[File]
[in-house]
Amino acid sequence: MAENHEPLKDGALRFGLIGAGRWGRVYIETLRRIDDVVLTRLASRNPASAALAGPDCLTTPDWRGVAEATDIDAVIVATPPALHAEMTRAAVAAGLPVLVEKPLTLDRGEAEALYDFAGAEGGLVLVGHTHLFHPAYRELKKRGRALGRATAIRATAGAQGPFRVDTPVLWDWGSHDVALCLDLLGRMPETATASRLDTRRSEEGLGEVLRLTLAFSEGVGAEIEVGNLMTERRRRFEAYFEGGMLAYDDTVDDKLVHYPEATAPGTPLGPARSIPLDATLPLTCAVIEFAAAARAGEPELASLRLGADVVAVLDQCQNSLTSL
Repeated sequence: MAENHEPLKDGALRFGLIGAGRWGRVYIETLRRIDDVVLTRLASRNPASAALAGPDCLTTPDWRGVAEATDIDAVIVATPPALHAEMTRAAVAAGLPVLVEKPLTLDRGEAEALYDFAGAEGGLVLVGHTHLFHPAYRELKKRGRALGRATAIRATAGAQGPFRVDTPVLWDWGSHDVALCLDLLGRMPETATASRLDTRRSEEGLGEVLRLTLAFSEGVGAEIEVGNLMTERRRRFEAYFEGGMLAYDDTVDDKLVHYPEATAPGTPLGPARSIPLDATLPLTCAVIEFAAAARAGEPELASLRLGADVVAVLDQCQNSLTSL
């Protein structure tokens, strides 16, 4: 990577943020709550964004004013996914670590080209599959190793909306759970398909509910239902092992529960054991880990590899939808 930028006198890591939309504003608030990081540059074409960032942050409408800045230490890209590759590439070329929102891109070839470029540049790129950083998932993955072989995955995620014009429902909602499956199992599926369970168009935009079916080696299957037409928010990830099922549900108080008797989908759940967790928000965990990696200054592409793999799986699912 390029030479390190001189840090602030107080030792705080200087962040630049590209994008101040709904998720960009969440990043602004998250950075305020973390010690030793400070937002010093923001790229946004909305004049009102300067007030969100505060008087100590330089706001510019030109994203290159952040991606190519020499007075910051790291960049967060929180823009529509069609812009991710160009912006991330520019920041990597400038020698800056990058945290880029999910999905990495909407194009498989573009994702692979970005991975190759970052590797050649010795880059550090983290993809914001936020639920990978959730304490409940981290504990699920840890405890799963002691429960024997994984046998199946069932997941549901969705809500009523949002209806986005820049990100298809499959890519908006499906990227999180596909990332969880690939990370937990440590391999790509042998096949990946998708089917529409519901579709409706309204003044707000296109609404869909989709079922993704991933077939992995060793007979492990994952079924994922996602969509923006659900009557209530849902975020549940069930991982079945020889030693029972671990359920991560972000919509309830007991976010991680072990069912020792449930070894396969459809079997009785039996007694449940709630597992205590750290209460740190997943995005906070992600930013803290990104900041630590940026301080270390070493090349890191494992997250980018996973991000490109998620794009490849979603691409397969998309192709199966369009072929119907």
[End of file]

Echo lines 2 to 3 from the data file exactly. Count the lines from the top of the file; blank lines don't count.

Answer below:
Amino acid sequence: MAENHEPLKDGALRFGLIGAGRWGRVYIETLRRIDDVVLTRLASRNPASAALAGPDCLTTPDWRGVAEATDIDAVIVATPPALHAEMTRAAVAAGLPVLVEKPLTLDRGEAEALYDFAGAEGGLVLVGHTHLFHPAYRELKKRGRALGRATAIRATAGAQGPFRVDTPVLWDWGSHDVALCLDLLGRMPETATASRLDTRRSEEGLGEVLRLTLAFSEGVGAEIEVGNLMTERRRRFEAYFEGGMLAYDDTVDDKLVHYPEATAPGTPLGPARSIPLDATLPLTCAVIEFAAAARAGEPELASLRLGADVVAVLDQCQNSLTSL
Repeated sequence: MAENHEPLKDGALRFGLIGAGRWGRVYIETLRRIDDVVLTRLASRNPASAALAGPDCLTTPDWRGVAEATDIDAVIVATPPALHAEMTRAAVAAGLPVLVEKPLTLDRGEAEALYDFAGAEGGLVLVGHTHLFHPAYRELKKRGRALGRATAIRATAGAQGPFRVDTPVLWDWGSHDVALCLDLLGRMPETATASRLDTRRSEEGLGEVLRLTLAFSEGVGAEIEVGNLMTERRRRFEAYFEGGMLAYDDTVDDKLVHYPEATAPGTPLGPARSIPLDATLPLTCAVIEFAAAARAGEPELASLRLGADVVAVLDQCQNSLTSL